Reminder: New Immigration Law Coming Into Effect on January 1, 2015

On January 1, 2015 a new Immigration Law will come into effect that introduces 20 different visa categories. Please see our Global Brief from August 22, 2014 for more details on this important change. Note that practical details on how this new law will be implemented remain unknown even now, a few weeks before the official implementation date.  Pro-Link GLOBAL will continue to monitor the situation and will keep its clients with work in Vietnam updated on any relevant news on the subject.


Employers should note that Work Permit Exemptions can be applied for beginning on December 22, 2014, if and when both the Vietnamese entity and the foreign employee meet the requirements as listed in this Global Brief. However, it is important to note that the determination of whether or not an entity falls under the listed service sectors in the Annexes  is subject to interpretation by the DeLISA or, ultimately, the Ministry of Industry and Trade. Thus, at least initially, Pro-Link GLOBAL cannot advise with certainty which of our clients will qualify for the Work Permit Exemption. In the upcoming months, we will verify eligibility with the authorities on a case-by-case basis.
Since processing times for Work Permit Exemption applications are also unsure at this time, your Pro-Link GLOBAL Immigration Specialist might initially advise preparation of documents for both a Work Permit Exemption and a Work Permit application. This would especially be the case for urgent assignments in order to anticipate a situation where the Work Permit Exemption application is taking too long to process or is denied.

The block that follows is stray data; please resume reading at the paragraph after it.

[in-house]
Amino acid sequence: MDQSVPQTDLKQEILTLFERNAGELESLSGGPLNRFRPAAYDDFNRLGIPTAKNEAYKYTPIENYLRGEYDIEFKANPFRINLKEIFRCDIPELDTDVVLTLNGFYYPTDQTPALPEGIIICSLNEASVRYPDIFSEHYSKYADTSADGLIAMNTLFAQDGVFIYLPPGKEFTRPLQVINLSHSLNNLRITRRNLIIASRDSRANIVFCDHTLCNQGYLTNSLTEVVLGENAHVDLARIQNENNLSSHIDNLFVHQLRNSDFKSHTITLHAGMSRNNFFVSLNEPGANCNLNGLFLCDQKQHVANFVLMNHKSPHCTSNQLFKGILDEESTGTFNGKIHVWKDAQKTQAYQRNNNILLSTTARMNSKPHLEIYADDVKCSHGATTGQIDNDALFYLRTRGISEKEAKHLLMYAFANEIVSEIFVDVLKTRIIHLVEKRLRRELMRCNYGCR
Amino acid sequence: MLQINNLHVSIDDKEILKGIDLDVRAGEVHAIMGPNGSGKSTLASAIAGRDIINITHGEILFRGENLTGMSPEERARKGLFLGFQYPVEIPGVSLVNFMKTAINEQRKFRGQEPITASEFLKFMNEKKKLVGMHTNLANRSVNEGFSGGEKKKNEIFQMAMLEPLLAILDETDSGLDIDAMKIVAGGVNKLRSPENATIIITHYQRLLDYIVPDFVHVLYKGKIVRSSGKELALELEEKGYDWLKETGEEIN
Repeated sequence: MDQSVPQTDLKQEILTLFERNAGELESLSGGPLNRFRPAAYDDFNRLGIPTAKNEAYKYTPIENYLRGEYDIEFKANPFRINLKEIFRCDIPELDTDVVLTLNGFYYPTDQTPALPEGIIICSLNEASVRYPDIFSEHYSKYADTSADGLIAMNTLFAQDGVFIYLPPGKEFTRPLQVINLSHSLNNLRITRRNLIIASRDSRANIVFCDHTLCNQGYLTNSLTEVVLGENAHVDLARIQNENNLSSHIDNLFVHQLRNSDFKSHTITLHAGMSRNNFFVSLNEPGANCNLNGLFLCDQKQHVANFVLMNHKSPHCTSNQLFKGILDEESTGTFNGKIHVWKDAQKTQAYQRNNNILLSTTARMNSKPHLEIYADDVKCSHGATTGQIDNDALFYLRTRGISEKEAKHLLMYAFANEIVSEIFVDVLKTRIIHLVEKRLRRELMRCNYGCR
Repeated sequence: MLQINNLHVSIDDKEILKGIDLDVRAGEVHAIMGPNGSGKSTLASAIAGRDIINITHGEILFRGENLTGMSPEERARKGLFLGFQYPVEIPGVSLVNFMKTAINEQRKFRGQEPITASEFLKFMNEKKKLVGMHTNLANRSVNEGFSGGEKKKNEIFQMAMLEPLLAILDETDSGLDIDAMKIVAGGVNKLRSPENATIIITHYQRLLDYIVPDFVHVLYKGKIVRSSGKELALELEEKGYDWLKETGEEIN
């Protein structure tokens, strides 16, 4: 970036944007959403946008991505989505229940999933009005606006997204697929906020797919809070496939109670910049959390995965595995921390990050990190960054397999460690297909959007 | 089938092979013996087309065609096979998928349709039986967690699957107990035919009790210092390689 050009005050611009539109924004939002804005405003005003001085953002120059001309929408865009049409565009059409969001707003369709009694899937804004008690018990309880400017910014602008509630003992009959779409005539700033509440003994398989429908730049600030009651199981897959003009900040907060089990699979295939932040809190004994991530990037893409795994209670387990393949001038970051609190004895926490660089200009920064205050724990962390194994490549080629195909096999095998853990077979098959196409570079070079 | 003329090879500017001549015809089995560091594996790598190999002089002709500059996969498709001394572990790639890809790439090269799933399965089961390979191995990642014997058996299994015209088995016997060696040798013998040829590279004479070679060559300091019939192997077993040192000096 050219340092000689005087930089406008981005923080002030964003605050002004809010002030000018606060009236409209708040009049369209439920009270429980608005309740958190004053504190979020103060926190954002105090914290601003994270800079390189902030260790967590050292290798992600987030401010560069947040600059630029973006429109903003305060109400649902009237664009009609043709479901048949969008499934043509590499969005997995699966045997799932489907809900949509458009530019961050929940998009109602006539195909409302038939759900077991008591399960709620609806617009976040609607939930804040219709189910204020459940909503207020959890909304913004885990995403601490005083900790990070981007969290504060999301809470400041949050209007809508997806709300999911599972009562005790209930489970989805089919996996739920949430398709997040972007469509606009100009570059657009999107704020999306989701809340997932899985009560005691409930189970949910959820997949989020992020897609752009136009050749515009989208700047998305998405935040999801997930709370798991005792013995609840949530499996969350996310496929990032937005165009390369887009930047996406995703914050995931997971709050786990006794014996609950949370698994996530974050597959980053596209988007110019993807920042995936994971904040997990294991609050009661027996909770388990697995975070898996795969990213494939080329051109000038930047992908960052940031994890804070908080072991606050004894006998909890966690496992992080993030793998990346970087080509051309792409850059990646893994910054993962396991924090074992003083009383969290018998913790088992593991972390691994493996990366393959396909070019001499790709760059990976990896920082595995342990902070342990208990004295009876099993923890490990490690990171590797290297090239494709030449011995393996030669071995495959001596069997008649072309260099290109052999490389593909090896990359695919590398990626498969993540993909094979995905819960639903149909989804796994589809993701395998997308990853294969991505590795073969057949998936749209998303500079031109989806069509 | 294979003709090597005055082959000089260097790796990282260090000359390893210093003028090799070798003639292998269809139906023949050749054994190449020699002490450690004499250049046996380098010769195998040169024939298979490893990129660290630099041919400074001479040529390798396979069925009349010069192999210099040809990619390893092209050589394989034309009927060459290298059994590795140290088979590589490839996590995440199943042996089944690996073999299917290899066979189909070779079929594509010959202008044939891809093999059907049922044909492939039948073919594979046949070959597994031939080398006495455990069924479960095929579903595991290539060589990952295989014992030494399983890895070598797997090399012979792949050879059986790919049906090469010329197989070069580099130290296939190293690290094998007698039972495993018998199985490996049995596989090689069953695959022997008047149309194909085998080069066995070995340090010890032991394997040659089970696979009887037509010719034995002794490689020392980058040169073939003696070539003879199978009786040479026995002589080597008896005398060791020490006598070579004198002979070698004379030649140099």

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Caveat Lector | Warning to Reader

This is provided as informational only and does not substitute for actual legal advice based on the specific circumstances of a matter. Readers are reminded that Immigration laws are fluid and can change a moment’s notice without any warning. Please reach out to your local Pro-Link GLOBAL specialist should you require any additional clarification. This alert was prepared by Pro-Link GLOBAL’s Knowledge Management team. Pro-Link GLOBAL worked with our PLG | KGNM Correspondent Office in Vietnam to provide you this update.

Information contained in this Global Brief is prepared using information obtained from various media outlets, government publications and our KGNM network of immigration professionals. Written permission from the copyright owner and any other rights holders must be obtained for any reuse of any content posted or published by Pro-Link GLOBAL that extends beyond fair use or other statutory exemptions. Furthermore, responsibility for the determination of the copyright status and securing permission rests with those persons wishing to reuse the materials. Interested parties are welcome to contact the Knowledge Management Department ( with any additional requests for information or to request reproduction of this material.